Developing the muscular strength & stability required to maintain form and function when you’re deep into your race should be the goal in your strength training and the following paragraphs will help you understand why we think this is true.
Cyclists Lack Muscular Strength
Many can ride hundreds of miles per week, complete 200 miles over windy, hilly terrain, or climb big mountains but none of that necessarily equates to being particularly strong or stable. Strong in will and determination, perhaps; but ask them to perform a one-legged squat and not have their knee track to the inside or execute a single-leg prone bridge and not have their hip drop, and more often than not, they can’t do it.
Many will claim that cyclists don’t need to strength train. Rather they argue that aerobic fitness is the most important thing. In addition any time spent training outside of their primary sport is a waste of time. They say for example, “If you want to be better at cycling, you simply need to ride more”. Aerobic fitness is certainly a necessary component of cycling. Similarly, it is true the more you ride the better a cyclist you will become. However, time spent improving your muscle recruitment, strength, flexibility, and stability will improve your economy of movement. This means you will be able to move (with what fitness you have) more powerfully. In addition, you’ll move more efficiently while wasting less energy and minimizing potential injuries. All which in turn, yield faster speeds and increased endurance at the same level of aerobic fitness.
Muscular Strength is What Creates Movement
When riding a bike we apply force to the pedals while turning the cranks at high cadences to produce power. Through the implementation of resistance training you can increase the force-producing capabilities of the “major muscles” that contribute to power production. Exercises like squats, deadlifts, leg curls, leg extensions will train the force-producing quadriceps, hamstrings and gluteal muscle groups. A stronger muscle will be able to produce more force as well as fatigue at a slower rate, thus increasing your muscular endurance.
There are several other factors to consider when addressing the concept of muscular strength. Equally important, and perhaps even more valuable to the endurance cyclist is the concept of muscular stability. This concept focuses more on the “minor muscles” that don’t necessarily contribute directly to power production. These muscles include, but are not limited to, the collection of core muscles that surround the hips, including the lower back and deep abdominal muscles. Stability and power in all sports initiates from the hips and extends outwards to the limbs that make the movement happen.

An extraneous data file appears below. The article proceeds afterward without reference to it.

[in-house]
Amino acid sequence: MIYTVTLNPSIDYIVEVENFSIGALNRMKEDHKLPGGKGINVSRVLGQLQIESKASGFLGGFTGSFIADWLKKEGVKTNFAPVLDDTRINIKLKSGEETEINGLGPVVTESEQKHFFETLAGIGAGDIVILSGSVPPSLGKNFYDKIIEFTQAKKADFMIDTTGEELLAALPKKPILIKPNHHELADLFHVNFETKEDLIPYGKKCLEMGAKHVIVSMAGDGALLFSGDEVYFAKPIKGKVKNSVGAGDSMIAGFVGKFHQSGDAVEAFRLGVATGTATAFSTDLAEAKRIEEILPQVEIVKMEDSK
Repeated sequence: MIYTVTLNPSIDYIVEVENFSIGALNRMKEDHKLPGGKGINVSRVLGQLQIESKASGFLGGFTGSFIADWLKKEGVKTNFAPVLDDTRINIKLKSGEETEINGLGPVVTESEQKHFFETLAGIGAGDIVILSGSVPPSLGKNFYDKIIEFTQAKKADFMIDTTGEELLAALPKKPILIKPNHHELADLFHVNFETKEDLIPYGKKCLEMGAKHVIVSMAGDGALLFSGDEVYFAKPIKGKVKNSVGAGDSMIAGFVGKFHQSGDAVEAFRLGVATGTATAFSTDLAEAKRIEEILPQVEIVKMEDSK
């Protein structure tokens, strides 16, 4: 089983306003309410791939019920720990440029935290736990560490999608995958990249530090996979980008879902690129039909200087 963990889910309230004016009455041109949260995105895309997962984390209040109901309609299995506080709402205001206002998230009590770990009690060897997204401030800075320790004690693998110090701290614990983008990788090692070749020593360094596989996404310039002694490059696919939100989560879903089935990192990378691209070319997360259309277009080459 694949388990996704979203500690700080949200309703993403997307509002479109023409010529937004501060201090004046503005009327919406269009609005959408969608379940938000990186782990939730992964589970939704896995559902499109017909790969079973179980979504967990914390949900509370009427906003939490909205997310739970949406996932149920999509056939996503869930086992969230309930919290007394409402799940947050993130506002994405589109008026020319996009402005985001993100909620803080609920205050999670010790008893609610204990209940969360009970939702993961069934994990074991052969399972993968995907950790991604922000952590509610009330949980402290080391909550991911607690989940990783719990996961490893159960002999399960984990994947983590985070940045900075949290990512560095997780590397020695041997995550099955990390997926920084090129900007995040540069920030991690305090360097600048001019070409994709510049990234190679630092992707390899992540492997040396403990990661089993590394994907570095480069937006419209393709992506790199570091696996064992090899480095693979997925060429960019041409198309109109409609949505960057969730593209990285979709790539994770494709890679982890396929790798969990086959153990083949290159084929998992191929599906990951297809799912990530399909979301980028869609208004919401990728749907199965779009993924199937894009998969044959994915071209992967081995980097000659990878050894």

Excess Movement = Wasted Energy
As an example, rocking hips and/or upper body movement when cycling is wasted energy that stems from a lack of stability in the hips. Stabilize the hips and shoulders with specific training movements and you improve your form, efficiency, power production and endurance. Time well spent.
A factor that coincides with stability surrounding a joint is flexibility. Joint flexibility contributes to range of motion which is essential to producing power for movement. Anyone with inflexible joints can attest to the limited power and speed that is attainable. On the contrary, hypermobile joints that are “overly flexible” can create issues of instability and possible injury. An increase in muscular strength surrounding the hypermobile joint can often improve the stability for those individuals. Just like strengthening muscles with specific exercises, you can improve your flexibility and range of motion with specific exercises. By honing your flexibility (either minimizing or maximizing) your surrounding joints will become more stable and powerful; and in-turn, be less prone to injuries.
Being able to perform an endurance event requires your muscles to repeat movement over and over for many minutes to several hours. Overuse injuries are a major cause of missed training and unmet goals. If your muscles are not functioning in the way they were designed you are putting increased stress on your other soft tissue and joints.
Activate to Alleviate
We engage our larger ‘primary mover’ muscles very easily when training. However, quite often the smaller supporting muscles get overpowered or neglected causing them to ‘turn off’. These muscle ‘imbalances’ often lead to frustrating niggles, if not full blown injuries. As result, these can derail an athlete’s training and racing objectives. By activating these smaller muscles with stability training, you allow them to ‘turn on’ in conjunction with your dominant muscles. Thereby improving both your economy of movement and resistance to injury.
Fortunately, many endurance athletes embrace the idea of strength training. Most athletes typically include some form of strength training for several weeks during their off-season. Unfortunately, most athletes end up dropping their strength training sometime early in their pre-season training. This occurs either because they are bored or feel it gets in the way of their riding. This is an unfortunate occurrence. For long-term continuing improvements from year to year it is critical to include strength and stability training throughout the entire year.
Your return on investment in strength and stability training includes:
- increased force and power production
- decreased rate of muscular fatigue
- increased economy of movement
- less wasted energy
- ability to tap into more of your given aerobic capacity
- more consistent training
- capacity for higher training loads due to increased injury resistance
For these reasons alone, cyclists should make strength & stability training a high priority in their overall annual training program in order to reach their highest level of performance.